understood why the FSSP or the Institute are not there at all??? ???

Eduardo, could you please elaborate more on that. :)
Thank you & God bless you. Pax.
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#19
(03-14-2013, 09:53 PM)DeoGratias72 Wrote: I read a long time ago, that Buenos Aires was like the Paris of South America. That people were very well educated,
they enjoyed the Opera, very cultured, etc. And that most people were children of Italian, Spanish, Jewish,
German immigrants. And that it looked very different compared to places like Bolivia, Ecuador.That Buenos Aires
had a European feel to it. And in recent years, I read that it also had a strong following of the Latin Mass. But, I never
understood why the FSSP or the Institute are not there at all??? ???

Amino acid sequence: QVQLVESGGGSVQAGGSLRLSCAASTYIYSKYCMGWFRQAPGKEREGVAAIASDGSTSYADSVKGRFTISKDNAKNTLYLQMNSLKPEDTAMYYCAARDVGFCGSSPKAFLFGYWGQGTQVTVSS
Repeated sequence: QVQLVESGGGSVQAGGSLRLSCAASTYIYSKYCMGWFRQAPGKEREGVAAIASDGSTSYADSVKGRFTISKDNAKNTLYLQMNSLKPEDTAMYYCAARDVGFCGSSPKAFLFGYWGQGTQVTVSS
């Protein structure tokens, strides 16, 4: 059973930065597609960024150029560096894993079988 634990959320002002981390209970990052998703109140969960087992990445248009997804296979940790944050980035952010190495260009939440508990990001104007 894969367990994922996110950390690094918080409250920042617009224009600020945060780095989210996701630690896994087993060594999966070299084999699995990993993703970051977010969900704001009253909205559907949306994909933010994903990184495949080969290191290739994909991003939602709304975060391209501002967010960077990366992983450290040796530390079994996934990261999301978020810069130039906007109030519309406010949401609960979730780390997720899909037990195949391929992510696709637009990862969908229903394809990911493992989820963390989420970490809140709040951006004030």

Eduardo, could you please elaborate more on that. :)
Thank you & God bless you. Pax.

You should write more!

Yes, Buenos Aires is often called "El París de América".

I hope eduardo tells us more about what he knows too, but in the mean time, there is this Rorate article: http://rorate-caeli.blogspot.com/2013/03...d-and.html
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#20
(03-14-2013, 09:56 PM)m.PR Wrote:
(03-14-2013, 09:53 PM)DeoGratias72 Wrote: I read a long time ago, that Buenos Aires was like the Paris of South America. That people were very well educated,
they enjoyed the Opera, very cultured, etc. And that most people were children of Italian, Spanish, Jewish,